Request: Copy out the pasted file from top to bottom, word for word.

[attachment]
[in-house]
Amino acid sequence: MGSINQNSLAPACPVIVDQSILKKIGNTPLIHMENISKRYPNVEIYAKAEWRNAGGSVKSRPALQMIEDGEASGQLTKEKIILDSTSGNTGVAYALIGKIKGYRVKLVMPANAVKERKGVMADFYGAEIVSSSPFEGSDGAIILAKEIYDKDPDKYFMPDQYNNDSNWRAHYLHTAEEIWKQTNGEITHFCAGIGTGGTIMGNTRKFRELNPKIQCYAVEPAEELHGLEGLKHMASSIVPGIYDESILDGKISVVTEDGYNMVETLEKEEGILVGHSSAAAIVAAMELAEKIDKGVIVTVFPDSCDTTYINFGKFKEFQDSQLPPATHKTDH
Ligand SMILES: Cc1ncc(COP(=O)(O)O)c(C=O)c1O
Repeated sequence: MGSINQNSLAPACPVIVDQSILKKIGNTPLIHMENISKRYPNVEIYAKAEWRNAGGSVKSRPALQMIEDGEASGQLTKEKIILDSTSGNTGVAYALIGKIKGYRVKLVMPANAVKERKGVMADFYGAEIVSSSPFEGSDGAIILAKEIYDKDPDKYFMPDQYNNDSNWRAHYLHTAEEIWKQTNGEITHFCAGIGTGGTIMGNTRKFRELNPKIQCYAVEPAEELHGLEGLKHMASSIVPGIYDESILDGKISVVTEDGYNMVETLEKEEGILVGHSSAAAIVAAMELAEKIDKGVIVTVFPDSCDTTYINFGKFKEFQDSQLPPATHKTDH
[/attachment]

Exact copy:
[in-house]
Amino acid sequence: MGSINQNSLAPACPVIVDQSILKKIGNTPLIHMENISKRYPNVEIYAKAEWRNAGGSVKSRPALQMIEDGEASGQLTKEKIILDSTSGNTGVAYALIGKIKGYRVKLVMPANAVKERKGVMADFYGAEIVSSSPFEGSDGAIILAKEIYDKDPDKYFMPDQYNNDSNWRAHYLHTAEEIWKQTNGEITHFCAGIGTGGTIMGNTRKFRELNPKIQCYAVEPAEELHGLEGLKHMASSIVPGIYDESILDGKISVVTEDGYNMVETLEKEEGILVGHSSAAAIVAAMELAEKIDKGVIVTVFPDSCDTTYINFGKFKEFQDSQLPPATHKTDH
Ligand SMILES: Cc1ncc(COP(=O)(O)O)c(C=O)c1O
Repeated sequence: MGSINQNSLAPACPVIVDQSILKKIGNTPLIHMENISKRYPNVEIYAKAEWRNAGGSVKSRPALQMIEDGEASGQLTKEKIILDSTSGNTGVAYALIGKIKGYRVKLVMPANAVKERKGVMADFYGAEIVSSSPFEGSDGAIILAKEIYDKDPDKYFMPDQYNNDSNWRAHYLHTAEEIWKQTNGEITHFCAGIGTGGTIMGNTRKFRELNPKIQCYAVEPAEELHGLEGLKHMASSIVPGIYDESILDGKISVVTEDGYNMVETLEKEEGILVGHSSAAAIVAAMELAEKIDKGVIVTVFPDSCDTTYINFGKFKEFQDSQLPPATHKTDH